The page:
Are you being contacted by a debt collector? Know your rights. 6 things consumers should know.
Consumers facing debt collection now have added protections under federal and state law.
New nationwide rules adopted by the Consumer Financial Protection Bureau (CFPB), that took effect in November, limit how and when debt collectors are allowed to contact consumers.
These rules also require debt collectors to give consumers detailed information about the origin and history of the debt they seek to collect.
Are you being contacted by a debt collector? Know your rights. Below are some things you should know:
1. RIGHT TO KNOW WHAT YOU OWE
Debt collectors must provide you with key information about your debt within five days of their first communication with you.
It typically includes the name of the company or person you originally owed the debt to, the date and amount of the original debt, and an itemization of fees, interest, payments, and credits that have been added to or deducted from the original debt.
2. RIGHT TO DISPUTE THE DEBT
You have a right to dispute the debt. The validation notice must include information on how you can dispute the debt. Click here for a sample dispute letter available for use from the CFPB.
Once you dispute a debt, the collector must stop all attempts to collect from you until they provide information supporting their claim to the debt.
3. DEBT COLLECTORS HAVE LIMITS ON HOW AND HOW OFTEN TO CONTACT YOU
Limits have been put in place to avoid harassment by debt collectors:
Debt collectors cannot call you more than seven times in any seven-day period.
They must wait seven days before calling again after they make contact with you by phone.
Debt collectors cannot call you between 8 p.m. and 9 a.m. in the time zone where you are located.
You have the right to tell debt collectors not to contact you by email or text message or any other means of communication, and you may tell them not to contact you at all.
Generally, they cannot try to reach you at your work email address, through a public social media post, or through third parties, like friends, family, neighbors, or co-workers.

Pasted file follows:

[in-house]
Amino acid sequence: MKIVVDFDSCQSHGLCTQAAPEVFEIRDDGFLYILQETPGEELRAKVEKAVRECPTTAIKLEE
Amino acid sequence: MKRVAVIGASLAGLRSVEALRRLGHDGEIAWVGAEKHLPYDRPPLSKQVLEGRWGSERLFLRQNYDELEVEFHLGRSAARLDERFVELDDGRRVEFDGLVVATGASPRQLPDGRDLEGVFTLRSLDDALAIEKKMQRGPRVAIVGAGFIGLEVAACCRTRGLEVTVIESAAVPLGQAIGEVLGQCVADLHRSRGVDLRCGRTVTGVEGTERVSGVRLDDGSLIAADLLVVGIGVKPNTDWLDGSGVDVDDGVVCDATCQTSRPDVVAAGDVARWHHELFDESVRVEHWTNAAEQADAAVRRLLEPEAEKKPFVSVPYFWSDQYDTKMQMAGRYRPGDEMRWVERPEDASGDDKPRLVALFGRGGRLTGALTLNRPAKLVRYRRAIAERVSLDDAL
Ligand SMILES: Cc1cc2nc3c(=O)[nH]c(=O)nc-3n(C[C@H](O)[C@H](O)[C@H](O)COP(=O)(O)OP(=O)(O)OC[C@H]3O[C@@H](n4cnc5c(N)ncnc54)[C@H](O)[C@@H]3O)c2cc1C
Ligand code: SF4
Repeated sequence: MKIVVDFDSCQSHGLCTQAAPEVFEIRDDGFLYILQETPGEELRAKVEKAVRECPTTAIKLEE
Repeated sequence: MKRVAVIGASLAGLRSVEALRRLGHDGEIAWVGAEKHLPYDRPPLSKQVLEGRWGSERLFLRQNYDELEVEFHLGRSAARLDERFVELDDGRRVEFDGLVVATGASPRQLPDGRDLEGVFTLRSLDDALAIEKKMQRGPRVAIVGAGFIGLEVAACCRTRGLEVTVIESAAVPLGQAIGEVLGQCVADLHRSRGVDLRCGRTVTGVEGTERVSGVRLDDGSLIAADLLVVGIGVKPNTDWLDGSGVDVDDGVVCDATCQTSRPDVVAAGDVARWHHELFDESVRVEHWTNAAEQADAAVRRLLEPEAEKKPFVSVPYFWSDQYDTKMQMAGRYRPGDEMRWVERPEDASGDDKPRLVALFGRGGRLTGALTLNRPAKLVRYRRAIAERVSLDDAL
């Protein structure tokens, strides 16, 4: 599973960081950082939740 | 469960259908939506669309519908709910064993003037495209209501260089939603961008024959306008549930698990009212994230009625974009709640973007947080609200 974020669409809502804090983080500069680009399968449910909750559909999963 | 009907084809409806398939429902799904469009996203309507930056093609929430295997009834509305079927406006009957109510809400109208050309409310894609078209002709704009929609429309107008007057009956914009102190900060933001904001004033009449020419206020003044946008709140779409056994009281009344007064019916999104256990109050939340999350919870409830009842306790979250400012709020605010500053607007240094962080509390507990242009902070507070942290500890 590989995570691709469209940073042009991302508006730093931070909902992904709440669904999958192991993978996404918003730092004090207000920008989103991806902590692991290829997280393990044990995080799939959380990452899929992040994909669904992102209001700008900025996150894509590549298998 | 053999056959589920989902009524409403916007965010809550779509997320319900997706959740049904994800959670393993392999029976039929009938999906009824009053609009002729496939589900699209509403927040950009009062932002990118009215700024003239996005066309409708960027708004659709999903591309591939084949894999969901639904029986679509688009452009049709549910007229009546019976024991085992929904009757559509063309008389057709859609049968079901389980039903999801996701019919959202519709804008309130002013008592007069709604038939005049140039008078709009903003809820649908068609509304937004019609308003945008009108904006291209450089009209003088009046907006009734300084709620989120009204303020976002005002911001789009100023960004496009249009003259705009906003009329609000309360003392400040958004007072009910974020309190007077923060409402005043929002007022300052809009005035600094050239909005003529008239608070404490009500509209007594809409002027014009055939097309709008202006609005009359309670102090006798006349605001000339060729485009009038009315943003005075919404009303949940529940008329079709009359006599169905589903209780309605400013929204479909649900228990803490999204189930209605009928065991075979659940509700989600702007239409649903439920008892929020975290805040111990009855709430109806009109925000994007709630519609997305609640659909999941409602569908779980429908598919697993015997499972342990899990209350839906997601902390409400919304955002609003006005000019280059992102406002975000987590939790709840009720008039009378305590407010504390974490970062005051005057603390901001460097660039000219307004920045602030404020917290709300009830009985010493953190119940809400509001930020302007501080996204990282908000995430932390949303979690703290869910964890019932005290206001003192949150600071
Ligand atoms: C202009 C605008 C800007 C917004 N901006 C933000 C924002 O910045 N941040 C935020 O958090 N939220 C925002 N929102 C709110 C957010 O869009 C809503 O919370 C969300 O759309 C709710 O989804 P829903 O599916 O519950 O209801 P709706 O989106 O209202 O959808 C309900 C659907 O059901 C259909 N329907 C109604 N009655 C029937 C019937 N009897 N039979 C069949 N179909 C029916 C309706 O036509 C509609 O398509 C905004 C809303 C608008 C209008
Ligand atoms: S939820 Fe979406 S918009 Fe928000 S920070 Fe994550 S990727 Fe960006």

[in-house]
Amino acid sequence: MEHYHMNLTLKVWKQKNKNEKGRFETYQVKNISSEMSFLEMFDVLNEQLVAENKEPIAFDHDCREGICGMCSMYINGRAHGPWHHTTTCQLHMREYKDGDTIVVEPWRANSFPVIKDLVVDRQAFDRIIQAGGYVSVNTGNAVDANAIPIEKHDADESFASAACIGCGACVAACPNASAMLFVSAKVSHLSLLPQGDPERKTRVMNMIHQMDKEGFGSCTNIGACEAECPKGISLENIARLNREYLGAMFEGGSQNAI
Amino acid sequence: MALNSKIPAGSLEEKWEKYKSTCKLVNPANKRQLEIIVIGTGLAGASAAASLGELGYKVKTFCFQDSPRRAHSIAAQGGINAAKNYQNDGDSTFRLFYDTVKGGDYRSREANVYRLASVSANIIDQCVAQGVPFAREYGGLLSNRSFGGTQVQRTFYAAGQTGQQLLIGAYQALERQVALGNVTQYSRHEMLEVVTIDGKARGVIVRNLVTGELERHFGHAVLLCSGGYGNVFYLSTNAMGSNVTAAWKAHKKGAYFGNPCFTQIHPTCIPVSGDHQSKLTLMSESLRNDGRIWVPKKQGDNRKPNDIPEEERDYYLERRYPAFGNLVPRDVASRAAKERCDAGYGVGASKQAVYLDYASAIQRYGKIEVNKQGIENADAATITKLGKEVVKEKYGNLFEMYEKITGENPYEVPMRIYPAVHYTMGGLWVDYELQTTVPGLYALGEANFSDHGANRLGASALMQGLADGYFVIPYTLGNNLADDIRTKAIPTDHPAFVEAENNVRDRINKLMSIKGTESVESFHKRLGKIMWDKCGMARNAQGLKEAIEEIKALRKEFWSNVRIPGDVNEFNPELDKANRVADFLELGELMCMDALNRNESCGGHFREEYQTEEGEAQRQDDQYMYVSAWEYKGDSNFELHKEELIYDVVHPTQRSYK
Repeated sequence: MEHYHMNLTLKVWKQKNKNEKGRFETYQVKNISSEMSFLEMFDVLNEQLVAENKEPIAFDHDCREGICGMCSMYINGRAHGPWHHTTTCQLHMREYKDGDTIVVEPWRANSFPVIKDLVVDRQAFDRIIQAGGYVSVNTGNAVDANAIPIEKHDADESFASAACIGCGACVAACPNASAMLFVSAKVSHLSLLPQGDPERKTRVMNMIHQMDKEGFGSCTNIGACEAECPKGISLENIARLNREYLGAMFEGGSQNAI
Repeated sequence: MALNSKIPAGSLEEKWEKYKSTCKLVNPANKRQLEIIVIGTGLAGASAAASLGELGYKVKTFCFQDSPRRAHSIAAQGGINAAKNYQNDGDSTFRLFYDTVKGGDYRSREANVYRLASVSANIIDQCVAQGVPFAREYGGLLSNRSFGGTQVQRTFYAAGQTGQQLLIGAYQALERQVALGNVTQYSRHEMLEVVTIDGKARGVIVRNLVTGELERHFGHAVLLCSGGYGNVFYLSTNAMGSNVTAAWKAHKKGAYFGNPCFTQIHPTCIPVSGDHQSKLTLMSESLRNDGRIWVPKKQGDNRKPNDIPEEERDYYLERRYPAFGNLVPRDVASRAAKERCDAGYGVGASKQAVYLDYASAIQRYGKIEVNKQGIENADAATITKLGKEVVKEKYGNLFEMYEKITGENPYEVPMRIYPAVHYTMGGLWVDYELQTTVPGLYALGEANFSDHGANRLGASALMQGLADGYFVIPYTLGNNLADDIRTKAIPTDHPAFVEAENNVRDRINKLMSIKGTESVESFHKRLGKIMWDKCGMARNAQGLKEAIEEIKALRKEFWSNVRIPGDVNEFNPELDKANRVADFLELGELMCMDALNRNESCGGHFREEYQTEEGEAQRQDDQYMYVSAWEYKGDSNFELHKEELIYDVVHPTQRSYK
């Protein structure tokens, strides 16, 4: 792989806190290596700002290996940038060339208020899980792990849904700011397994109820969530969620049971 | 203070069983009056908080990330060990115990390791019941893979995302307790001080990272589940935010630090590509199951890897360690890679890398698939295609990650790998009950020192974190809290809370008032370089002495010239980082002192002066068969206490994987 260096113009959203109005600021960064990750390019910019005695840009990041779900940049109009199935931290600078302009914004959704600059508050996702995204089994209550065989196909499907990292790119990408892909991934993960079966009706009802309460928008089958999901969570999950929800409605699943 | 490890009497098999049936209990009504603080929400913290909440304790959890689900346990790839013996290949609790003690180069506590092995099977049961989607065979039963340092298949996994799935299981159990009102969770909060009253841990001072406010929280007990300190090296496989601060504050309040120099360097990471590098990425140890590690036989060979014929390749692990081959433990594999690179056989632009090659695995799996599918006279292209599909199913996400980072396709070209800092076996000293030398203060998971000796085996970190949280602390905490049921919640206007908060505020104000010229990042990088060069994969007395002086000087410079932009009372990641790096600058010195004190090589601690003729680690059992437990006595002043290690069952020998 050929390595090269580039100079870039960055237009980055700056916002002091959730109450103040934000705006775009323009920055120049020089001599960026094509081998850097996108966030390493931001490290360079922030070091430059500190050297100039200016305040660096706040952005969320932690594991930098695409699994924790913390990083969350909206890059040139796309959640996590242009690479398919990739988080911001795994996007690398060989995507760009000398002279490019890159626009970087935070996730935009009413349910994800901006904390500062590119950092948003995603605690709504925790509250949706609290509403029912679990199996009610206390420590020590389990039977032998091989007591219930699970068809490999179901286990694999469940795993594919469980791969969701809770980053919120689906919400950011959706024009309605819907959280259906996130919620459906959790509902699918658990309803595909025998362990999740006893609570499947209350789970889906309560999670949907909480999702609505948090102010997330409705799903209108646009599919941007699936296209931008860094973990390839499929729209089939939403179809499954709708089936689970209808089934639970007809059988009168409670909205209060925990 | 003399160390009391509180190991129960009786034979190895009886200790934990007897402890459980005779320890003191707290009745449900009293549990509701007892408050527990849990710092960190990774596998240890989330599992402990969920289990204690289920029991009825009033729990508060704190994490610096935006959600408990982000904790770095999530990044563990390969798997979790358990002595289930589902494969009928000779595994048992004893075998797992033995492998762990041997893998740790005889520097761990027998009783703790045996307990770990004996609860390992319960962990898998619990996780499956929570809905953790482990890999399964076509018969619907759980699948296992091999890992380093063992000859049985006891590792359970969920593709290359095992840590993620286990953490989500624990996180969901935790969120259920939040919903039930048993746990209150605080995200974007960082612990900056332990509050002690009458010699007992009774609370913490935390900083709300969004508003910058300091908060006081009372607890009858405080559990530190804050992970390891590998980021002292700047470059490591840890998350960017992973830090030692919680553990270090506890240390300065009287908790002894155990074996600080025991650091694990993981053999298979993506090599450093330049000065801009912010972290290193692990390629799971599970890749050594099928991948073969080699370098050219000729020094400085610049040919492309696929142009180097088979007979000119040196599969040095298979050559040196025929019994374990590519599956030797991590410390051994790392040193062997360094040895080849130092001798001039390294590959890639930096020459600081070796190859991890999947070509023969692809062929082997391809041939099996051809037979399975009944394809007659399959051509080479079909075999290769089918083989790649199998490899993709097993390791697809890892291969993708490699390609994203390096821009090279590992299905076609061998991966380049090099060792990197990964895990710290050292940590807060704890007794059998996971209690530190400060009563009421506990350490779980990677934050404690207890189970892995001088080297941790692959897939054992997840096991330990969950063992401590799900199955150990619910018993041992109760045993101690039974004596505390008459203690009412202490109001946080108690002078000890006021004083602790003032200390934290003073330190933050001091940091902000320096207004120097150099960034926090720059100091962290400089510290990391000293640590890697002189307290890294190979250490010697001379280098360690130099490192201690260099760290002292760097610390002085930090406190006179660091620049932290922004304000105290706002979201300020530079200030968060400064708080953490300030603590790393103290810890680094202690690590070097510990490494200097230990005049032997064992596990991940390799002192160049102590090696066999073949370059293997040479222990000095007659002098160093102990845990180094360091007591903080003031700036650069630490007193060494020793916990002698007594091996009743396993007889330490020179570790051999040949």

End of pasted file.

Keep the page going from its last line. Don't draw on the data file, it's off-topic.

Debt collectors cannot contact you at your workplace if your employer prohibits such contacts.
You can also tell a debt collector you cannot take calls at work.
4. CONTACT THROUGH SOCIAL MEDIA
Debt collectors cannot contact you through a public social media post. However they must follow certain rules if they contact you through social media:
Their messages to you must be private and not viewable by the general public or by your friends, contacts, or followers.
If a debt collector attempts to send you a private message requesting to add you as a friend or contact, the debt collector must identify themself as a debt collector.
They must also provide you, in each message, a simple way to opt out of receiving further communications from them on that social media platform.
5. YOU CANNOT BE SUED FOR OLD DEBTS
Debt collectors are required to notify you, before accepting a payment from you, if they are contacting you about a debt that is beyond the time limit for bringing a lawsuit:
After April 7, 2022: Creditors cannot sue you, or threaten to sue you, on debt that is older than three years; and
Until April 7, 2022: Creditors cannot sue you, or threaten to sue you, on debts that are older than six years. That time limit may be even shorter if the original company or person you owed the debt to is incorporated in or has its principal place of business in a state with a shorter time limit.
6. CHECK THE LAW IN YOUR STATE
Each state might have additional rights for consumers facing debt collection lawsuits. Click in your state below to learn more.